On July 4, 1910, there was more than just excitement in the air.
Seven years after the Wright Brothers first took to the sky, Hillary Beachey, brother of well-known aviator Lincoln Beachey, was poised to become the first person to take a plane over San Luis Obispo.
After exhibiting his 600-pound biplane in an empty Higuera Street lot, Beachey lifted off for a brief flight (there were some mechanical issues), making San Luis Obispo history.
But he wasn’t the first to soar above the city. As The Tribune reported in 1890, a man going by the moniker Professor Baldwin arrived by steamer in late June of that year, prepared to lift off in a large balloon on Independence Day.
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Those two events, of course, aren’t the only interesting Fourth experiences. On July 4, 1899, the Pacific Coast Railway put on a special excursion train, bringing people to San Luis Obispo from as far away as the Santa Ynez Valley, doubling the city’s population that day. (Another balloon ascension was featured.) And on July 4, 1928, Camp San Luis opened to great fanfare, featuring a parade, 30 rounds of boxing, and dancing (but, as far as we can tell, no balloons).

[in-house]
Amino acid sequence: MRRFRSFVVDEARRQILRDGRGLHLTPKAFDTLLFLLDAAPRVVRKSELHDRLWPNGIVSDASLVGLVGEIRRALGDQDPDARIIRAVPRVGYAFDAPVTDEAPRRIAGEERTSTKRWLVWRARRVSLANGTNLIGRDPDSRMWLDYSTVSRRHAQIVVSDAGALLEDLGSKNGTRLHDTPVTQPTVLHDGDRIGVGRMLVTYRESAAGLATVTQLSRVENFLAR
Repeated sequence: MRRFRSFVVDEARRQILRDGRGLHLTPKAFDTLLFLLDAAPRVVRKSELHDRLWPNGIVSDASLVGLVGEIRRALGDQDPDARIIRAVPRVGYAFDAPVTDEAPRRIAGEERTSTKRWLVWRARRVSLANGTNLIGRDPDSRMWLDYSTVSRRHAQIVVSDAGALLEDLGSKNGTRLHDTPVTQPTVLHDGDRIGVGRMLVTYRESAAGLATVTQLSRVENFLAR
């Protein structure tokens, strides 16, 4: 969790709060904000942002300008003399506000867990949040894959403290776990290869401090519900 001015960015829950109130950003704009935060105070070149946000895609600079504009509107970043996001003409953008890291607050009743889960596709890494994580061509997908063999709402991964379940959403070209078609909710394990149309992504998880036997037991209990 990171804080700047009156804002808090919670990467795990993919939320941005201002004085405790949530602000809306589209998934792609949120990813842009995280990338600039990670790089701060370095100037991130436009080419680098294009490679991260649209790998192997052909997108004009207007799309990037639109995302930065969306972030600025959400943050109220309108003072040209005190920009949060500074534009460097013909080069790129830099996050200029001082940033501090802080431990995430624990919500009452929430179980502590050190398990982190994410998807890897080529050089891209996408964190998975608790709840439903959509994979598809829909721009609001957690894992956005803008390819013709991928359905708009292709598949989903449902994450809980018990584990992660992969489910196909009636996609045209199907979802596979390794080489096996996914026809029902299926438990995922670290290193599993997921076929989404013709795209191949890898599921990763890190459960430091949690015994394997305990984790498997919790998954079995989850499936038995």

For the most part, however, Independence Day is a relatively predictable holiday with locals and tourists attending parades, watching fireworks and patriotically downing hot dogs.
To get a feel for how the Fourth was celebrated in past years, we asked Erin Newman, the chief administrative officer at the History Center of San Luis Obispo County, for some photos depicting July 4 celebrations through the county over the decades. Then we supplemented those with photos from our own archives. Join with us as we look at Independence Days of yesteryear.